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Residents react to Waukesha Christmas parade tragedy

Waukesha Closed Streets
Susan Bence
/
WUWM
On Monday morning, a day after an SUV plowed through Waukesha's Christmas parade, the streets of Waukesha remained closed and quiet.

Downtown Waukesha was eerily quiet Monday morning, after an SUV plowed into the city's Christmas parade Sunday evening, killing five people and injuring more than 40.

Early in the day, yellow tape and police cars with flashing warning lights still blocked the streets where the holiday tradition was turned upside down.

Cindy Holaran said she felt turned upside down. Holaran is director of graduate admissions at Carroll University. It’s just a few blocks south of the parade route.

“We were greatly impacted. There are a lot of people from Carroll that were present, that included the university’s marching band," Holaran said. "I guess one student kind of got grazed a little, didn’t get thrown to the ground. That’s the extent that I’m aware.”

During a vigil Monday, Holaran and Carroll University senior Scottee Hoff were among the people who filled the university’s chapel to the brim.

Hoff, who is student senate president, hadn’t slept much Sunday night, even though she didn’t attend the parade. She said her friends had been at the event.

"As big as a tragedy this is, and as devastating as it is, you can see in the service today just how much people came together, and I think it’s time for us to really rely on one another,” Hoff said.

Hoff was among Carroll students heading home early for Thanksgiving break.

“Getting to go home and spending time with our loved ones, I think, is going to be very important for all of us,” Hoff said.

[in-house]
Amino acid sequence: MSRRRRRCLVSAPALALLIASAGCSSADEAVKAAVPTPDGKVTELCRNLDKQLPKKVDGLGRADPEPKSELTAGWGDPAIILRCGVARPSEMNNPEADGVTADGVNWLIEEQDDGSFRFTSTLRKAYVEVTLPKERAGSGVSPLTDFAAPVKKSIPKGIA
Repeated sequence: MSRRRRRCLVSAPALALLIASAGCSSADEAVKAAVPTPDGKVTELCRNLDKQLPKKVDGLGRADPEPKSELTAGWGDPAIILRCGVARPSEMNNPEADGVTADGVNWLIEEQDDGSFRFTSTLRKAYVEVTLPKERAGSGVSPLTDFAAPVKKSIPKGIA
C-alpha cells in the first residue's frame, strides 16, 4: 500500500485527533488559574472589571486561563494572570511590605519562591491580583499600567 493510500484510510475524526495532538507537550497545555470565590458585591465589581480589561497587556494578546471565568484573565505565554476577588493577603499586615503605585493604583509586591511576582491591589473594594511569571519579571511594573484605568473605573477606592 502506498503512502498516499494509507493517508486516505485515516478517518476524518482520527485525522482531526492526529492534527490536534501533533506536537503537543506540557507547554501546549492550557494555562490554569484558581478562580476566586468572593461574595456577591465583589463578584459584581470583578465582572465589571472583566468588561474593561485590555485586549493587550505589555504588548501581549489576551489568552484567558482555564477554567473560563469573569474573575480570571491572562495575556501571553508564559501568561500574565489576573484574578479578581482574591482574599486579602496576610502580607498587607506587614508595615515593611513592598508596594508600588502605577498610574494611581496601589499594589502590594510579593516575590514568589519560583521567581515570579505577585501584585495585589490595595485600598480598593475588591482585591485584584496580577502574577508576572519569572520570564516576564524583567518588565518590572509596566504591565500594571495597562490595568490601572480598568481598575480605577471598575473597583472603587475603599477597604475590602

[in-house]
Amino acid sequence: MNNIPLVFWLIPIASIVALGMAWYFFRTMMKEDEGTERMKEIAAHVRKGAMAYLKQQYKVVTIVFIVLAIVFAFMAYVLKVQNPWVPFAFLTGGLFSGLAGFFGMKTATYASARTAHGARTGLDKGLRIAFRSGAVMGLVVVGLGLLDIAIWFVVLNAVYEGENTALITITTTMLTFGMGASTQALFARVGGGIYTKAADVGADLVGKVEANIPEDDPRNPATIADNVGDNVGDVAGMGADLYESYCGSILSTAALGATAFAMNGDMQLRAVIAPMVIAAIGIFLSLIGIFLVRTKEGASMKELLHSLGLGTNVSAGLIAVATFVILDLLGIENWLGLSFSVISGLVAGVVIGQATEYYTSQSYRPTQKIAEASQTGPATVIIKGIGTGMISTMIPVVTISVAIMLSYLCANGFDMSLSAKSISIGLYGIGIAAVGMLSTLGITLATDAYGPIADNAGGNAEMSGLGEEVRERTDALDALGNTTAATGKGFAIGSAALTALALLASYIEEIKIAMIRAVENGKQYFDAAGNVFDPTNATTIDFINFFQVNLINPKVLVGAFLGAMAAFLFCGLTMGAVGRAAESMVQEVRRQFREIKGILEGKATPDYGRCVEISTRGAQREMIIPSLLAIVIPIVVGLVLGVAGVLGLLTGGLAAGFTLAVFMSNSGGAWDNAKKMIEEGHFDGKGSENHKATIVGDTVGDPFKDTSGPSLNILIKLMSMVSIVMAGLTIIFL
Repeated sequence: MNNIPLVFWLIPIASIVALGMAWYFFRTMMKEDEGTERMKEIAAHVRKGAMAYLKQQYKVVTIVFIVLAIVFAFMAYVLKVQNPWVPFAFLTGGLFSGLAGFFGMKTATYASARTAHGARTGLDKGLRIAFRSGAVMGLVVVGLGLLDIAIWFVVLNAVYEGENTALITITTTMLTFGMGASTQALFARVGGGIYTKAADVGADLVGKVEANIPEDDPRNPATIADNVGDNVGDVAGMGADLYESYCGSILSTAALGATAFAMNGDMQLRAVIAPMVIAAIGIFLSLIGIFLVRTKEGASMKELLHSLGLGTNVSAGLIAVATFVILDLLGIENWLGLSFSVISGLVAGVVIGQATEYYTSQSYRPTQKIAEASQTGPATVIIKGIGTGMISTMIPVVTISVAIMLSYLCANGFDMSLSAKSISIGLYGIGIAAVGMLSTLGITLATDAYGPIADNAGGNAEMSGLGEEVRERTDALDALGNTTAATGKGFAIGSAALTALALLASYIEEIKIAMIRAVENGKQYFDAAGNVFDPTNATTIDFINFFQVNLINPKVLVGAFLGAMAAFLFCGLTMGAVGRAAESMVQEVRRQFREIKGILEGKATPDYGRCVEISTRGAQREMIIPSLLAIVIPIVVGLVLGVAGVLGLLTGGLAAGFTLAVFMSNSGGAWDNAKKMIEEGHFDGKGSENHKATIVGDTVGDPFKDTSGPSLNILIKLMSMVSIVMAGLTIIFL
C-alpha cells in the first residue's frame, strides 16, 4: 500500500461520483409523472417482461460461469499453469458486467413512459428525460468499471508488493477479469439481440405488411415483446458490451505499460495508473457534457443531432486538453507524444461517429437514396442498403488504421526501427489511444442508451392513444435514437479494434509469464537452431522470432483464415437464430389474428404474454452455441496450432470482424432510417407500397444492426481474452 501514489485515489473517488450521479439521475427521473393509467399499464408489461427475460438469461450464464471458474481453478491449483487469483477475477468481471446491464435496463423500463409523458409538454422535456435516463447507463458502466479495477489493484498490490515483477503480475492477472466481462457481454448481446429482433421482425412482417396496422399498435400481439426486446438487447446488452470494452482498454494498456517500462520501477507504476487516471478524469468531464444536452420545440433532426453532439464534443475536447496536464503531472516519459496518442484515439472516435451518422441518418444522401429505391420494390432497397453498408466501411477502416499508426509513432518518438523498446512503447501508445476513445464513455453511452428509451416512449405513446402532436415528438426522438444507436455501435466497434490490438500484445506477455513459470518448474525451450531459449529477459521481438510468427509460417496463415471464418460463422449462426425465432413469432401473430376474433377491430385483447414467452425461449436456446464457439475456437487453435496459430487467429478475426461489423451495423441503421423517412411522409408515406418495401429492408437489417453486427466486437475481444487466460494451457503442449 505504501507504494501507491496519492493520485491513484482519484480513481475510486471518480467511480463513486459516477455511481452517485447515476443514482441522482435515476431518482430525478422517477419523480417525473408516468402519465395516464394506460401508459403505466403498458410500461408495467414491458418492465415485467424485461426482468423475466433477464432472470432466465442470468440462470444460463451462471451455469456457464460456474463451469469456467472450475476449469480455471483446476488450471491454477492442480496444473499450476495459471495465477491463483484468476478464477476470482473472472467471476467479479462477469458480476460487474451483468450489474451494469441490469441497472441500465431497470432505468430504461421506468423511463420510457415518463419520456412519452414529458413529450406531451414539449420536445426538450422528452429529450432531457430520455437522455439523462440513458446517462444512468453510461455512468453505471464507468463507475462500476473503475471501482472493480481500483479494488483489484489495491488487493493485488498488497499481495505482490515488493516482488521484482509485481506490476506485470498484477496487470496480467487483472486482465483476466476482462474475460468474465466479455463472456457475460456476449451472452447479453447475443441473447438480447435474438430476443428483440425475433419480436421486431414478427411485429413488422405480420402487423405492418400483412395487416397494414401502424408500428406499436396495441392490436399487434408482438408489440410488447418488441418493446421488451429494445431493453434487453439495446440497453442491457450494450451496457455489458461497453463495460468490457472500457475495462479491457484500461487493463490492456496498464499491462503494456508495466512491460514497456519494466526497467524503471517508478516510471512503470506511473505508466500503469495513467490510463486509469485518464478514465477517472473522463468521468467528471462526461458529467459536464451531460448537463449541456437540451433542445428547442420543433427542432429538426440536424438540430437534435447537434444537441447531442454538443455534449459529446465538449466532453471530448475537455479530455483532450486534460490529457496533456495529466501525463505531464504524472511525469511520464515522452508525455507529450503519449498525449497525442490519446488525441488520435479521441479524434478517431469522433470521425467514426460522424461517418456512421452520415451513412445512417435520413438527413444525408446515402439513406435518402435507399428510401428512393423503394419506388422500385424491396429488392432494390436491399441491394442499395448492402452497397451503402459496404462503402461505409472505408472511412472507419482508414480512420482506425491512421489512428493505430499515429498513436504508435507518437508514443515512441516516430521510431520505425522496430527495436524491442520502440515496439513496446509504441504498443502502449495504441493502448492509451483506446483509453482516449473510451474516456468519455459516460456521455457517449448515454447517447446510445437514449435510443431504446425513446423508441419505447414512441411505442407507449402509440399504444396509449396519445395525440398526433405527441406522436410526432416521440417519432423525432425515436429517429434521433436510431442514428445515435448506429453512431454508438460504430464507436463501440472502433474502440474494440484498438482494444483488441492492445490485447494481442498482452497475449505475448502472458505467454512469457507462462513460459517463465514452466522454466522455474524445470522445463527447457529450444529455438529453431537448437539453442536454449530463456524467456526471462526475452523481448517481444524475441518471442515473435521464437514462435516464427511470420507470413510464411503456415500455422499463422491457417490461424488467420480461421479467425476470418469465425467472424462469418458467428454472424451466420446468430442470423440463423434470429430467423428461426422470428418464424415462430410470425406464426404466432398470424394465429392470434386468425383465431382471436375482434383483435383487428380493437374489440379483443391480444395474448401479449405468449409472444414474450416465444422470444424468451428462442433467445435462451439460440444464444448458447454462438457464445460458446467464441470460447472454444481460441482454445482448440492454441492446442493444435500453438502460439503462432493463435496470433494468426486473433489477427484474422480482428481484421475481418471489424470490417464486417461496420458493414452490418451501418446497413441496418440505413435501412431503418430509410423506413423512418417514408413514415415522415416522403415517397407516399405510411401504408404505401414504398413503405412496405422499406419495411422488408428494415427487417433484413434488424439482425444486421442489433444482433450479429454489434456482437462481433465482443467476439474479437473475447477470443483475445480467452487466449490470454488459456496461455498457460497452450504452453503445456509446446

Flag Half-Mast
Susan Bence
/
WUWM
Flag half-staff at Cutler Park in Waukesha, Wisconsin on Nov. 22, 2021.

Like so many people, Rita Sabella saw the horror of the holiday parade on her television screen.

“I saw the footage. It was terrible, just terrible,” Sabella said.

Sabella, a lifelong Waukesha resident, opted not to watch the parade in person on Sunday. But she said her great niece would have been there, if she wasn’t sick.

“She stayed home. Thank god. She was part of the dance group, where the dancers got hit,” Sabella said.

Understandably, Waukesha residents seem to be in a state of shock, and in Sabella’s words, they're focusing on the essentials of life.

“Hold your family tight 'cause you never know what’s gonna happen. You never know what’s gonna happen tomorrow or the next day,” Sabella said.

The man suspected of driving the SUV into the parade is expected to be charged late Tuesday with five counts of intentional homicide.

Susan Bence entered broadcasting in an untraditional way. After years of avid public radio listening, Susan returned to school and earned a bachelor's degree in Journalism from the University of Wisconsin-Milwaukee. She interned for WUWM News and worked with the Lake Effect team, before being hired full-time as a WUWM News reporter / producer.
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